Alternatively, they can be specified with the EQWS -a command line option:

    java -jar C:\Util\eqws.jar -a--add-opens=java.desktop/javax.swing=ALL-UNNAMED -a--add-opens=java.desktop/javax.swing.plaf.basic=ALL-UNNAMED http://intranet/jdlg/jdlg.jnlp
    

  • The -c command line option may be used to clear the local cache, so that all locally cached JNLP and JAR files are deleted.

    The cache automatically recognizes when a remote file has been updated, therefore using the -c command line option should never be necessary.

  • The -j command line option, or the EQWS_JVM environment variable, may be used to invoke a specific Java VM executable. By default, java is invoked.

    For example, if JDLG should run in a specific Java VM (here: Zulu OpenJDK 8 on Windows):

    java -jar C:\Util\eqws.jar -j "C:\Program Files\Zulu\zulu-8\bin\java.exe" http://intranet/jdlg/jdlg.jnlp
    

    Or, on Windows, if javaw should be used, for example in a desktop link, to avoid that a console window is opened:

    javaw -jar C:\Util\eqws.jar -jjavaw http://intranet/jdlg/jdlg.jnlp
    

    Please note that when using javaw, any output of EQWS and/or the application is suppressed, which could complicate error diagnostics. If javaw is used and EQWS does not appear to work as expected, java should be used in a Command Prompt console window to analyze what causes the problem.

    Also, javaw output can be redirected to a log file, like:

    javaw -jar C:\Util\eqws.jar ... >>%TEMP%\eqws.log 2>&1
    

  • The -v (verbose) command line option causes EQWS to output additional information, depending on the verbosity level.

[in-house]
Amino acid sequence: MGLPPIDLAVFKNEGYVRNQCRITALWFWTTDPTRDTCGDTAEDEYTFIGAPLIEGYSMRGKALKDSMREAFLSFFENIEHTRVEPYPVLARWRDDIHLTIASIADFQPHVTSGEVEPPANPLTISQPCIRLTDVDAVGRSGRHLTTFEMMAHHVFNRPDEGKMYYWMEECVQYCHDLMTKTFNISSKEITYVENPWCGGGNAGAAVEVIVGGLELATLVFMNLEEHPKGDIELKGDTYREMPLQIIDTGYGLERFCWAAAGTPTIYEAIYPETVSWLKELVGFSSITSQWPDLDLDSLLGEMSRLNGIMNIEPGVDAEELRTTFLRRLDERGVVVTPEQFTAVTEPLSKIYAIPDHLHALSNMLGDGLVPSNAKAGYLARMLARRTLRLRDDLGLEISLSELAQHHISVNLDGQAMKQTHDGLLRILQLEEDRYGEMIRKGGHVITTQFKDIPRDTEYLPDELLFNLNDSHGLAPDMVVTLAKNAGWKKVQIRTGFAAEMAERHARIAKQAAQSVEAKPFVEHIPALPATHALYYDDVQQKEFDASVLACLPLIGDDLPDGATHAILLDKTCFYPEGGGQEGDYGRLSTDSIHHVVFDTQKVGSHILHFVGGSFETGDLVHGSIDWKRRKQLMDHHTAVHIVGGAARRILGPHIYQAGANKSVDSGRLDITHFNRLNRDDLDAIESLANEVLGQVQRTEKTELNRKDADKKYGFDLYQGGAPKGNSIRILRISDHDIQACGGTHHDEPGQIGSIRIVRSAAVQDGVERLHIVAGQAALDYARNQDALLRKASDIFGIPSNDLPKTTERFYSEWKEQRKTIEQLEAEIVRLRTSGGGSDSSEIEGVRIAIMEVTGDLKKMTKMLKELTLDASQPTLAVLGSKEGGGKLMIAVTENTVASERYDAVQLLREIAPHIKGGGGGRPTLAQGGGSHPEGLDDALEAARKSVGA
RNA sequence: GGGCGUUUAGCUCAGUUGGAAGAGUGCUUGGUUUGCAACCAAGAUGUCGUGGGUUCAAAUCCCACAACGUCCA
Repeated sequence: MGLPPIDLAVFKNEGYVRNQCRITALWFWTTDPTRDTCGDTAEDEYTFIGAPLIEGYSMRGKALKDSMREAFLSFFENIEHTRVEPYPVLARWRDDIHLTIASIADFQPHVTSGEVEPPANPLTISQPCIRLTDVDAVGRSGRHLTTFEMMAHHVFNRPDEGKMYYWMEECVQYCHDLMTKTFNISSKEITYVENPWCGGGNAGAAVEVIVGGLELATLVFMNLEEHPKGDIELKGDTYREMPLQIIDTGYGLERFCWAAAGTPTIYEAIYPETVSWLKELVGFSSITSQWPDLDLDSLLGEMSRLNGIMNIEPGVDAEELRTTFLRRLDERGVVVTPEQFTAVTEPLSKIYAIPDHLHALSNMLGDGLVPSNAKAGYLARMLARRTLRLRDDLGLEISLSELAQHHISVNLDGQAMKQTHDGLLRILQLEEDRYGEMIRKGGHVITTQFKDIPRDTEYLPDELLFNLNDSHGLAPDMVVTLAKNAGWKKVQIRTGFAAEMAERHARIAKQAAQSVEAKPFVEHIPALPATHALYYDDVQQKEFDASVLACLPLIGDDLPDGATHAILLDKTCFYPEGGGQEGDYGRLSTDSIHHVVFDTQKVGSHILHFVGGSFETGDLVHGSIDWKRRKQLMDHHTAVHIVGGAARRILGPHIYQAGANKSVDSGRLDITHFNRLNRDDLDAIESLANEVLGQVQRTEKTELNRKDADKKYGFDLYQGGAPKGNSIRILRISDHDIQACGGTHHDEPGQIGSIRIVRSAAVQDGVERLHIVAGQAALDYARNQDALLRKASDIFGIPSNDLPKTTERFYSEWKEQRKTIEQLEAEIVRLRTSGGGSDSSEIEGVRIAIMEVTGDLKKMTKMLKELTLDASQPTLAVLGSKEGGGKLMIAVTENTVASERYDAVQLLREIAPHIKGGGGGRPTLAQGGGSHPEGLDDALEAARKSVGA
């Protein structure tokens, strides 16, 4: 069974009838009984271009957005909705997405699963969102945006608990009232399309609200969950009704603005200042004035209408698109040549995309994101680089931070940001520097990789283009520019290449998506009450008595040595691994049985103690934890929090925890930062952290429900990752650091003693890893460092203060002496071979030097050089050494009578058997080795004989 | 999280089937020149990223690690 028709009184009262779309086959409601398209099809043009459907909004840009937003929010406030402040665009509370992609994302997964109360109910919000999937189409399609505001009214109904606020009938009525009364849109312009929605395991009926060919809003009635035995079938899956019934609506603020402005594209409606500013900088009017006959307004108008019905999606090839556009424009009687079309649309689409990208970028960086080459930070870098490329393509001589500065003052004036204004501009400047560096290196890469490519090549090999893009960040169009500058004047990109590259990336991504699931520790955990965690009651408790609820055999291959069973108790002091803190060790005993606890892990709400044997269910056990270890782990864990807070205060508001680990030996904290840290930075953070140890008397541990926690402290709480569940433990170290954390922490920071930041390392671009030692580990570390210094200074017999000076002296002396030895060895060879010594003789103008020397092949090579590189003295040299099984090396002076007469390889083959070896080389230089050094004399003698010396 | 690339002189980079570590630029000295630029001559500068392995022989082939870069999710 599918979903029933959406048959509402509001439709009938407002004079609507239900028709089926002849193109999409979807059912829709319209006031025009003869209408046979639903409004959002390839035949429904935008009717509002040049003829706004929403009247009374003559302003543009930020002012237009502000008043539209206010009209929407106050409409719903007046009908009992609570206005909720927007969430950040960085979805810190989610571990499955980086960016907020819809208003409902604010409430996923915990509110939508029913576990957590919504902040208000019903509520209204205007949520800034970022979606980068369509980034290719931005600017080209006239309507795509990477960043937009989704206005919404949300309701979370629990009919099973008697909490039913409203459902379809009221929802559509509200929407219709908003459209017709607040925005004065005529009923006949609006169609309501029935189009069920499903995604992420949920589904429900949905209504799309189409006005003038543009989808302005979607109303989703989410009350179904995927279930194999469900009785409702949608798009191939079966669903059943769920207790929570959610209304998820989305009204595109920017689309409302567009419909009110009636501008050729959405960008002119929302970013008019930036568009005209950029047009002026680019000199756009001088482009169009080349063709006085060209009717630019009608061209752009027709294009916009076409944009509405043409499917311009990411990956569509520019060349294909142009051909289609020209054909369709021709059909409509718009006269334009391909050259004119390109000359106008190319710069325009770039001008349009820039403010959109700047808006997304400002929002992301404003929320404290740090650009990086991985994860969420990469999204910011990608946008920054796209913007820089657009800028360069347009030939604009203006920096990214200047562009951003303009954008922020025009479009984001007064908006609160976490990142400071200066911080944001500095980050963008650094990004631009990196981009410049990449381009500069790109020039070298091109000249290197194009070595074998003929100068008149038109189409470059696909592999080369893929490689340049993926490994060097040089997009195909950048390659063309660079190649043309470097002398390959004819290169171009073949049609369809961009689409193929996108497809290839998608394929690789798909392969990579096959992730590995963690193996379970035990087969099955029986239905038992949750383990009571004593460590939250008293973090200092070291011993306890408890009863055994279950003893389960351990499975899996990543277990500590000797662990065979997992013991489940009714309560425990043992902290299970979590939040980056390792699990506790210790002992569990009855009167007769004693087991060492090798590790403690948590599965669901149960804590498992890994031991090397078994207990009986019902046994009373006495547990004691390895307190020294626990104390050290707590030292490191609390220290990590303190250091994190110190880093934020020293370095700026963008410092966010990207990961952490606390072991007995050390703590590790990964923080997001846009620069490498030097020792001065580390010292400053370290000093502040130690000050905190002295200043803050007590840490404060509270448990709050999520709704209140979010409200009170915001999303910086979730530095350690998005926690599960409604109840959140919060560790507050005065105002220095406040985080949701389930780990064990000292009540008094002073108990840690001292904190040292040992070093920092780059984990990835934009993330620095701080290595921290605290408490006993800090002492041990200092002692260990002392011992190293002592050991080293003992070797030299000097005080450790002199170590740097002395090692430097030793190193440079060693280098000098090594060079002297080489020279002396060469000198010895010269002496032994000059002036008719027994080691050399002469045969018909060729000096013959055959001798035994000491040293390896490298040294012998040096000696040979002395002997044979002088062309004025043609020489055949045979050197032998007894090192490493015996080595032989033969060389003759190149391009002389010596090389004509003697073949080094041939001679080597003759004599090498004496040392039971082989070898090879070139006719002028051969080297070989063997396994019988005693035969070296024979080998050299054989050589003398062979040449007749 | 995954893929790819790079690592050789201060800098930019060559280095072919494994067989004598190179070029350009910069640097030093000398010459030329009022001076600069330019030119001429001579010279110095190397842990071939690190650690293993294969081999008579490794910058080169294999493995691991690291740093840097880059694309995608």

-v (verbosity level 1) outputs which files are downloaded to the local cache. It also outputs the title of the main JNLP file. For example:

    Loading: 'http://intranet/jdlg/jdlg-with-plugins.jnlp'
    Loading: 'http://intranet/jdlg/jdlgS.jar'
    Starting: 'Eloquence JDLG with Plugins'
    

    -vv (verbosity level 2) in addition outputs the location of the cache directory and which cached files are used. For example:

    Cache directory: '/tmp/eqws/mary/'
    Loading: 'http://intranet/jdlg/jdlg-with-plugins.jnlp'
    Loading: 'http://intranet/jdlg/jdlgS.jar'
    Cached: 'http://intranet/jdlg/charts/charts.jnlp'
    Cached: 'http://intranet/jdlg/charts/jdlgS-charts.jar'
    Cached: 'http://intranet/jdlg/charts/jcommon.jnlp'
    Cached: 'http://intranet/jdlg/charts/jcommonS-1.0.23.jar'
    Cached: 'http://intranet/jdlg/charts/jfreechart.jnlp'
    Cached: 'http://intranet/jdlg/charts/jfreechartS-1.0.19.jar'
    Cached: 'http://intranet/jdlg/datepicker/datepicker.jnlp'
    Cached: 'http://intranet/jdlg/datepicker/jdlgS-datepicker.jar'
    Cached: 'http://intranet/jdlg/datepicker/swingx.jnlp'
    Cached: 'http://intranet/jdlg/datepicker/swingxS-1.0.jar'
    Cached: 'http://intranet/jdlg/editgrid/editgrid.jnlp'
    Cached: 'http://intranet/jdlg/editgrid/jdlgS-editgrid.jar'
    Starting: 'Eloquence JDLG with Plugins'
    

    -vvv (verbosity level 3) in addition outputs the Java VM command line. If EQWS fails, a stack trace is output.